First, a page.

By PATRICK WHITTLE, Associated Press:
Maine could become the first state in the country to use ranked choice voting for state and federal elections if voters approve of a proposed ballot question about the idea that went before state officials Monday.
A group of advocates of the method of voting, which is sometimes also called instant runoff, submitted signatures on Monday needed to put the proposal on the November 2016 ballot to Maine Secretary of State Matthew Dunlap. Ranked choice voting lets voters rank candidates in order of preference, knowing that if their first choice does not win, their vote will go to their second choice.
The system eliminates so-called spoiler candidates and will ensure a majority of voters for the winner, supporters said. Some proponents of ranked choice voting point to the fact that Gov. Paul LePage won his first term with 38 percent of the vote, but advocates also say they expect support for the idea across the political spectrum.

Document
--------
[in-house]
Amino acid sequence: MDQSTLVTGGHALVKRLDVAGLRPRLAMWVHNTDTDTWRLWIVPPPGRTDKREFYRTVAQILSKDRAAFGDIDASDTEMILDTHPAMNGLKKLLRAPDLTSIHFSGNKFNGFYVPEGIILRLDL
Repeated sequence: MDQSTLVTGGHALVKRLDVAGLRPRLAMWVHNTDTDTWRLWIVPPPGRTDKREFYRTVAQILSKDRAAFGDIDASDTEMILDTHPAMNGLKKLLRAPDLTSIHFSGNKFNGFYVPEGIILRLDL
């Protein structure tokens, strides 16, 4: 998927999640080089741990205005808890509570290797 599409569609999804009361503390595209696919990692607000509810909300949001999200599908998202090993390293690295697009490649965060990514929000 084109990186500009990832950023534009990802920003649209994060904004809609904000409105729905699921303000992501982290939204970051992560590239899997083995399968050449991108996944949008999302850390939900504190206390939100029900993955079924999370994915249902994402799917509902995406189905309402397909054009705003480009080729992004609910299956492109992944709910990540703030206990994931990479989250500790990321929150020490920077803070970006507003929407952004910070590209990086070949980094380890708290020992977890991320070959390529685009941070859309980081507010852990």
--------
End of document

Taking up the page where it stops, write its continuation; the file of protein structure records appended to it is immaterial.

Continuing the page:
The proposal calls for ranked choice voting to be used for elections for U.S. senator, U.S. representative, governor, state senator and state representative.
(Addendum: The newly elected prime minister of Canada has promised to change that country’s “first past the post” election system, which can be problematic if there are more than two similarly popular parties.)
Ranked choice is currently used in several cities, including Portland, Maine’s largest city, which uses it for the mayoral election. It’s also used in San Francisco, Minneapolis and Takoma Park, Md., as well as in some states for overseas voters and out-of-state military personnel.
“The benefit of ranking more than one is having your voice throughout the election,” said Michelle Whittaker, spokeswoman for Takoma Park-based FairVote, who added that winning candidates’ support comes from a broader base.
The supporters of the proposal gathered 70,000 signatures that will have to be verified for the proposal to make it on the 2016 ballot. The state legislature will also have a chance to enact the measure on its own.
Dunlap said state officials will have to square the new voting rules with the state’s constitution if they pass, because the constitution says the race for governor is decided by a plurality of voters, not a majority. He said new rules could also make election results take longer to calculate, and could have an impact on potential recounts.